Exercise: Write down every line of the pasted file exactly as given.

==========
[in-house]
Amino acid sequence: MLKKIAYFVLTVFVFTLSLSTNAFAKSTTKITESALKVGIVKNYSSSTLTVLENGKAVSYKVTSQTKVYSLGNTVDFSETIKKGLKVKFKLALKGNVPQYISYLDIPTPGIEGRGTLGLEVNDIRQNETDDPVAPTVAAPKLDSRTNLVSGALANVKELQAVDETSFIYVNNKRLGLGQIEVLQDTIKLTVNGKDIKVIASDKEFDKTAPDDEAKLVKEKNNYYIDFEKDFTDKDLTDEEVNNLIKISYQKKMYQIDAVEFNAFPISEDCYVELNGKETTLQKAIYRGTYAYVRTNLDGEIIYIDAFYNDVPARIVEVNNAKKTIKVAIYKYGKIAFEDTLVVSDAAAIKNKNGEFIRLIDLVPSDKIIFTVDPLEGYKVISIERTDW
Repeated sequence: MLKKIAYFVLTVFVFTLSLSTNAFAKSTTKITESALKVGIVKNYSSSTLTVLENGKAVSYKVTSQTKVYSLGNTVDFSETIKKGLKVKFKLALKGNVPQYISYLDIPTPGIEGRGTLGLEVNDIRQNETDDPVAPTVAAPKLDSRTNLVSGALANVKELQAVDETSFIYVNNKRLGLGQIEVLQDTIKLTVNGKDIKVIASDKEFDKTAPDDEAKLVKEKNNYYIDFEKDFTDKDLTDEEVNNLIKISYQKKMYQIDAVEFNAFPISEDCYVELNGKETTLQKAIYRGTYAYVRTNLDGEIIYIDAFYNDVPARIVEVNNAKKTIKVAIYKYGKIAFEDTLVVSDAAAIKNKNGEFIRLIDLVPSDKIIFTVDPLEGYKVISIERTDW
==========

[in-house]
Amino acid sequence: MLKKIAYFVLTVFVFTLSLSTNAFAKSTTKITESALKVGIVKNYSSSTLTVLENGKAVSYKVTSQTKVYSLGNTVDFSETIKKGLKVKFKLALKGNVPQYISYLDIPTPGIEGRGTLGLEVNDIRQNETDDPVAPTVAAPKLDSRTNLVSGALANVKELQAVDETSFIYVNNKRLGLGQIEVLQDTIKLTVNGKDIKVIASDKEFDKTAPDDEAKLVKEKNNYYIDFEKDFTDKDLTDEEVNNLIKISYQKKMYQIDAVEFNAFPISEDCYVELNGKETTLQKAIYRGTYAYVRTNLDGEIIYIDAFYNDVPARIVEVNNAKKTIKVAIYKYGKIAFEDTLVVSDAAAIKNKNGEFIRLIDLVPSDKIIFTVDPLEGYKVISIERTDW
Repeated sequence: MLKKIAYFVLTVFVFTLSLSTNAFAKSTTKITESALKVGIVKNYSSSTLTVLENGKAVSYKVTSQTKVYSLGNTVDFSETIKKGLKVKFKLALKGNVPQYISYLDIPTPGIEGRGTLGLEVNDIRQNETDDPVAPTVAAPKLDSRTNLVSGALANVKELQAVDETSFIYVNNKRLGLGQIEVLQDTIKLTVNGKDIKVIASDKEFDKTAPDDEAKLVKEKNNYYIDFEKDFTDKDLTDEEVNNLIKISYQKKMYQIDAVEFNAFPISEDCYVELNGKETTLQKAIYRGTYAYVRTNLDGEIIYIDAFYNDVPARIVEVNNAKKTIKVAIYKYGKIAFEDTLVVSDAAAIKNKNGEFIRLIDLVPSDKIIFTVDPLEGYKVISIERTDW